"I—" started Griffin, but the wizard cut him off with a blink.
"No, listen, please, because after this, all the magic stops, and you have to do it alone.
“You create your own Heaven, and you have the opportunity to live in it, but you have to do it on your own terms, the highest terms of which you are capable. So sail this ship through the straits, navigate the shoals, find the island, overcome the foam-devil that guards the girl, win her love, and you’ve played the game on your own terms."
- Griffin stood silently, watching the waterfall, sensing more than he saw, understanding more than even his senses could tell him. This was, indeed, the Heaven of his dreams, a place to spend the rest of forever, with the wind and the water and the world another place, another level of sensing, another bad dream conjured many long times before. This was reality, an only reality for a man whose existence had been not quite bad, merely insufficient, tenable but hardly enriching. For a man who had lived a life of not quite enough, this was all there ever could be of goodness and brilliance and light. Griffin moved toward the falls.
The darkness grew darker.
- Empty winds howled down out of the tundras of his soul. This was the charnel house of his finest fantasies. The burial ground of his forever. The garbage dump, the slain meat, the putrefying reality of his dreams and his Heaven.
Griffin stumbled away from her, hearing the shrieks of men needlessly drowned by his vanity, hearing the voiceless accusation of the devil proclaiming cowardice, hearing the orgasm-condemnation of lust that was never love, of brute desire that was never affection, and realizing at last that these were the real substances of his nature, the true faces of his sins, the marks in the ledger of a life he had never led, yet had worshipped silently at an altar of evil.
All these thoughts, as the guardian of Heaven, the keeper at the gate, the claimer of souls, the weigher of balances, advanced on him through the night.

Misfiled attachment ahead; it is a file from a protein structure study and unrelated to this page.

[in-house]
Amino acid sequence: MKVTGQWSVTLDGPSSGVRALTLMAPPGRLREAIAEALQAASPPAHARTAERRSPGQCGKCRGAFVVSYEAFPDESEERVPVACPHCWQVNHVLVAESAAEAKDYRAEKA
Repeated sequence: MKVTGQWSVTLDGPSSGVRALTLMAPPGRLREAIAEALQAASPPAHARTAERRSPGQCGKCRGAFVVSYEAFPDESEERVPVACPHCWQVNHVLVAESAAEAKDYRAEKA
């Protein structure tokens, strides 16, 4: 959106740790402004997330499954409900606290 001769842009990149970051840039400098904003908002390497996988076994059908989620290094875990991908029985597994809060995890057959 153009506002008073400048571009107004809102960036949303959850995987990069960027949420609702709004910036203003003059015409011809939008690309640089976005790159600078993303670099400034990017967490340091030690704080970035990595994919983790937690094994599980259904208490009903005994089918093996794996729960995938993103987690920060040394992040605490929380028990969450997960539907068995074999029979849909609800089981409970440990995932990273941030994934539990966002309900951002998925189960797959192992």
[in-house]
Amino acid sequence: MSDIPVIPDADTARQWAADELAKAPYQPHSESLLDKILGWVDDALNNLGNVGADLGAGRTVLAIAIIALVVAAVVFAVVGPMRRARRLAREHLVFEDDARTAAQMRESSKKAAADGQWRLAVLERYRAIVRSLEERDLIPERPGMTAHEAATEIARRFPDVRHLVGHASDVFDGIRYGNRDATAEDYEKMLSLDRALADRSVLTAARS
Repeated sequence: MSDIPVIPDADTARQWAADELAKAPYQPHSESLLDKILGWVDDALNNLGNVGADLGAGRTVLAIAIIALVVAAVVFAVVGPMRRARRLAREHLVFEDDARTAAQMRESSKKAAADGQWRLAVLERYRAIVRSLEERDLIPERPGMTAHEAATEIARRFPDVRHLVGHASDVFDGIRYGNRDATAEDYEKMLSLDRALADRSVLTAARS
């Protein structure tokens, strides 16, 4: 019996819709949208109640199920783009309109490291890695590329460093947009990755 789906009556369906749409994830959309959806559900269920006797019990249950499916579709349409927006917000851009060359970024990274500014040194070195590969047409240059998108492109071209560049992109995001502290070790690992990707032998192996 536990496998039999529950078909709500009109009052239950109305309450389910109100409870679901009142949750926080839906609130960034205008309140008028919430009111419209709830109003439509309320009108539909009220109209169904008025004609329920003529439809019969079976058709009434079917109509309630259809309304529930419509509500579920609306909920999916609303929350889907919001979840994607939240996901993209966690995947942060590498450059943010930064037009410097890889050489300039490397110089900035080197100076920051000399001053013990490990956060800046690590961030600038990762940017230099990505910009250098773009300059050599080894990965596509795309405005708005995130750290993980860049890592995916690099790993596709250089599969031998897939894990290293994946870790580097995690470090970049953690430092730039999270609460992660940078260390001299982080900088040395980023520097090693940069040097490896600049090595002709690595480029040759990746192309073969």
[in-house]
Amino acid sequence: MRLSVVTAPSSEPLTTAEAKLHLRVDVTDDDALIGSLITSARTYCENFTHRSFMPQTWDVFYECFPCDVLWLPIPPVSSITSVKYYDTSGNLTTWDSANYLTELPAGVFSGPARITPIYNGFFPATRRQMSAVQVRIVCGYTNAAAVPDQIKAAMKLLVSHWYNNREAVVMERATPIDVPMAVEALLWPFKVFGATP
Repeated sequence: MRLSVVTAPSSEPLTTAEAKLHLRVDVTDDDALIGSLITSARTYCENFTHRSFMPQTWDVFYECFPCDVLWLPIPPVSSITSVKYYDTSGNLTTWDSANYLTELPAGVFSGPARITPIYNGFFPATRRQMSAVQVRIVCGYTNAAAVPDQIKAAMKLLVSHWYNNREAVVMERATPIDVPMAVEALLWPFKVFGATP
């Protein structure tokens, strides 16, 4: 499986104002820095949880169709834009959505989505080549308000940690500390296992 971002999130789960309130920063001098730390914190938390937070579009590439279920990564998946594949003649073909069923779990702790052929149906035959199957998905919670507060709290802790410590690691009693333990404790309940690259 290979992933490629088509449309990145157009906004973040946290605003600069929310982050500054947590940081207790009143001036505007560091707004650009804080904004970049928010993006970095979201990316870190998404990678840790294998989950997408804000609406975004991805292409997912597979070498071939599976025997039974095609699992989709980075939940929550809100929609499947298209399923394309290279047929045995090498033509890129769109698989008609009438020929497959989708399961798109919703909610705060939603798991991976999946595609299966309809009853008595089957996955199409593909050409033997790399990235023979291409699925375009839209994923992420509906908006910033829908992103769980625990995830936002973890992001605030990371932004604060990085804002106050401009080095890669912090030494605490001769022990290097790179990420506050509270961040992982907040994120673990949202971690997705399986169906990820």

- When they dug the body out of the alley, it made even the hardened construction workers and emergency squad cops ill. Not one bone was left unbroken. The very flesh seemed to have been masticated as if by a nation of cannibal dogs. Even so, the three inured excavators who finally used winding sheets and shovels to bring the shapeless mess up from its five-foot grave agreed that it was incredible, totally past belief, that the head and face were untouched.
And they all agreed that the expression on the face was not one of happiness. There were many possible explanations for that expression, but no one would have said terror, for it was not terror. They would not have said helplessness, for it was not that, either. They might have settled on a pathetic sense of loss, had their sensibilities run that deep, but none of them would have felt that the expression said, with great finality: a man may truly live in his dreams, his noblest dreams, but only, only if he is worthy of those dreams.
- This last line has often been paraphrased: "You can live in your dreams, but only if you are worthy of them."
Autograph profile (2010)
- Quotes from a student question and answer session reported in Autograph Magazine (2 January 2010)
- It is my hope that all of you who walk down the street with an iPod plugged into your head are hit by a Seven Santini Brothers moving van. I look down on a lot of you … not because you’re not terrific people, but because you’re not stupid, you’re ignorant. Big difference. Ignorance is never having seen a film by Akira Kurosawa. It’s not knowing who Guy de Maupassant is. …By the way if I miss, during the evening, saying something offensive to you, insulting your sexual proclivity, your physical disability, your race, your religion, your sex, anything, please, raise your hand. I’ll get to you, I promise. I’ll say something really nasty.
- I’ve been on my own since I was 13. I grew up having to use my wits. My parents were not wealthy. We weren’t poor, but we had a lot of meals with noodles. I was born during the Depression. My parents died pretty much penniless. Every dollar I’ve ever made I earned myself. I don’t believe in luck. Louis Pasteur said, "Chance favors the prepared mind." The smarter you are, the more you know, the better. I was the only Jew in town and I was my generation’s Bart Simpson. I knew the world could be mine.
- I go to bed angry every night, I wake up angry every morning. There are certain injustices in this life you’ve got to do something about. You can’t just say that you can’t fight it, or it’s too much trouble, or that you don’t have the time or the effort, or that you can’t win. Forget all that. Fight them all! I fight them all because you never know which one is the big one. You never know which you give up and then it will come back and bite you in the ass. You never look away from a mountain lion, you lock eyes and you don’t let him get behind you.
Quotes about Ellison
- Harlan is a giant among men in courage, pugnacity, loquacity, wit, charm, intelligence — indeed in everything but height.
- He is…colorful, intrusive, abrasive, irritating, hilarious, illogical, inconsistent, unpredictable, and one hell of a writer.